Sunday, March 15, 2009

Getting All My Ducks in a Row

Much to my husband's amusement, I am writing still another post on rubber ducks. In a previous post on Ducks and Duck games, I suggested buying ducks in pairs but apparently failed to make it clear enough why matching pairs of ducks are better than single ducks. A reader suggested I clarify this so I am using this suggestion as an excuse to take more duck pictures and write more on playing with rubber ducks. This is my third post on ducks and if I continue on this track, I may have to make a new blog, just for rubber ducks. Regardless of the toys you use, it is my hope that thinking about the play ideas I suggest here will help you create more imaginative and engaging games for your child. I am moving the three posts on ducks so that they are all in a row and thus easier to read one after another if you are so inclined.

Setting Up A Visual Pattern
I engage children with autism in games with a number of strategies but none is so fail-proof as creating an obvious visual pattern. Repeating this visual pattern a few times and then inviting the child to help me continue is so successful that I use this play principle in dozens of games.

It is easy to set up visually obvious patterns with rubber ducks. Rubber ducks are bright colored. They all have the same unique but obvious ducky shape. If the rubber ducks vary just a little, but they come in matching pairs, matching rubber duck pairs is a still more obvious visual pattern.

Simply matching duck pairs is enough of a game to get some children involved. If you have enough duck pairs, you can just keep setting out one of a pair, hand your child the second in the pair, and your child will add the matching duck to a simple duck parade. This can happen on the edge of the tub or under the kitchen table or pair-by-pair up the steps to the second floor of your house.

Simple language is easy to add to a game of pairing up ducks and language both complicates the game in some delightful ways and teaches your child new words and new pretend play ideas. You might quack each duck up to the parade and that would be fun for a while. You might up the drama with simple pretend play ideas like knocking ducks over, kissing bruised feathers, and putting on bandages. After an exhausting set of mishaps, you might put pairs of ducks to bed for the night under a tissue blanket saying Night, Night, go to sleep. These are simple play frames and just right for some children.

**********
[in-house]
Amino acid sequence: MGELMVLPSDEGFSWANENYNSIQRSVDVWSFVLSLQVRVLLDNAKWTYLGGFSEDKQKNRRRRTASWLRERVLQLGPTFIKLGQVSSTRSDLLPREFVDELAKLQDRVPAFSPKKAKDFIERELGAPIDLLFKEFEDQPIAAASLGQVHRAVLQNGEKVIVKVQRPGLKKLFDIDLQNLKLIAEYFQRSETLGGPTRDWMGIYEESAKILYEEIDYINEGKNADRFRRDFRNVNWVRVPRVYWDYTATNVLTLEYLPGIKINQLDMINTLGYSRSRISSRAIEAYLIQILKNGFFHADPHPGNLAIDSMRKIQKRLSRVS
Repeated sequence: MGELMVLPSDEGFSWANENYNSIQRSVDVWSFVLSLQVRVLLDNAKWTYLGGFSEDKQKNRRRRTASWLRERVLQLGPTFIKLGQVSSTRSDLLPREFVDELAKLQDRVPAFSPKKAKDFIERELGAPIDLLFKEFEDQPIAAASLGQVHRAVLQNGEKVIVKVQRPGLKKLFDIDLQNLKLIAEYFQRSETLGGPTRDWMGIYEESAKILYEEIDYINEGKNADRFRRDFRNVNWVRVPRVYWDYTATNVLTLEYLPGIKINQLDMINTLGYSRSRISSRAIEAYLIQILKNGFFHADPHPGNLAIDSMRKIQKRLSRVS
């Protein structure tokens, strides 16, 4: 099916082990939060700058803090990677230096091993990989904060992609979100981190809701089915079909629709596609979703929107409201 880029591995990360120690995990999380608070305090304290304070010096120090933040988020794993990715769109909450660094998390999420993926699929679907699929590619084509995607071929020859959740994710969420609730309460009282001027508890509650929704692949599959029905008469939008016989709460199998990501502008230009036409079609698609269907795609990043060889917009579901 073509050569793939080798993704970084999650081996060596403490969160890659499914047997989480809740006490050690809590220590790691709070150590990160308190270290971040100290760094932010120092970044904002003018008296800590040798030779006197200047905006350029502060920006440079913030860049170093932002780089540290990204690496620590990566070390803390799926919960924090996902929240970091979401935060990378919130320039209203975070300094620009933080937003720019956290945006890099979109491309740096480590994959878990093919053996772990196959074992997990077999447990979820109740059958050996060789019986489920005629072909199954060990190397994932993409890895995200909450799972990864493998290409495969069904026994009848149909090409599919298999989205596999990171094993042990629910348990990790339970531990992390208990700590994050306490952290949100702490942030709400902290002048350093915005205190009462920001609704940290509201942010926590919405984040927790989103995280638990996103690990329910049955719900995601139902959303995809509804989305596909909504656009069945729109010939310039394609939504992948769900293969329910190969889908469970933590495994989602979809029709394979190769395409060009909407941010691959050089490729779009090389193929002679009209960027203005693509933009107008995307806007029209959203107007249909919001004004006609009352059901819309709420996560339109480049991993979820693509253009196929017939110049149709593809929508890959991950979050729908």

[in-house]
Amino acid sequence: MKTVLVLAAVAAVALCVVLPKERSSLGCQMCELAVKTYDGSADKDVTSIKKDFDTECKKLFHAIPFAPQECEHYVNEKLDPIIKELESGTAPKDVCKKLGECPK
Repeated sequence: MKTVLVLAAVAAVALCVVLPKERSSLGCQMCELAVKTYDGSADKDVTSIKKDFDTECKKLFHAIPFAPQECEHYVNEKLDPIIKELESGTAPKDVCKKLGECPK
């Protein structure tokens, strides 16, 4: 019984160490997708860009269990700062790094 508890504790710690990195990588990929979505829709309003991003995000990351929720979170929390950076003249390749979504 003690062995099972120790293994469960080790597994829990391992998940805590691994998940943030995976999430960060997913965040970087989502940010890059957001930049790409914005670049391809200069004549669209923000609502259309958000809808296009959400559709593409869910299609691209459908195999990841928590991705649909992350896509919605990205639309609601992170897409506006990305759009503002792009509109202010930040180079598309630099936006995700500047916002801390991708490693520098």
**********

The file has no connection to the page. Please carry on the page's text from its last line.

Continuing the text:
Other children will enjoy much more complex language and more complex play ideas. A duck story is easy to weave with these versatile actors, since they can say or do almost anything that your child and you can imagine. If your child is ready for more complex duck tales, weave stories of high crime and drama. Remember the world from your child's perspective and you might be inspired to create stories of ducks that are naughty and won't go to bed. Ducks that are hungry but will only eat green worms. Ducks that are angry because sibling ducks get to sit next to Mommy duck in the front seat of the car. Ducks that are scared of loud noises or get lost from the pond because they wander off alone. In duck world, retell the story of your child's life. Telling such stories with ducks makes the story more concrete and the use of duck re-enactment can help a child listen, comprehend and enjoy whatever story you might tell.

Ducks Get Lost

All the ducks are in the pond. Oh No! One Flower Duck left the pond. Flower Duck is lost! Flower Duck, where are you? Everybody, look for Flower Duck! Flower Duck is in the house! Yeah! We found Flower Duck. Come down Flower Duck. Come back to the pond. Now Two Flower Ducks are together! Yeah!

Oh No! Now One Birthday Duck is lost! Birthday Duck, where are you? Look for Birthday Duck! Birthday Duck is in the house! Come out Birthday Duck. Come back to the Pond. Now two Birthday Ducks are together--that is happy.

All the ducks are in the Pond. Don't go away ducks, you might get lost!

Having matching ducks is motivating to many young children with autism--simply because it is a visual pattern that is easy to see. Matching ducks may still be motivating for older children with autism who might be ready to start enjoying longer pretend play stories but still find it hard to listen to that much language. One duck missing from a pair is visually easy to understand and is a pretend problem that will matter to most children. The rest of the story, if it resonates in a child's life or delights a child's sensibilities can gradually make sense. Putting together duck pairs works to sustain attention so that play and language skills can grow.

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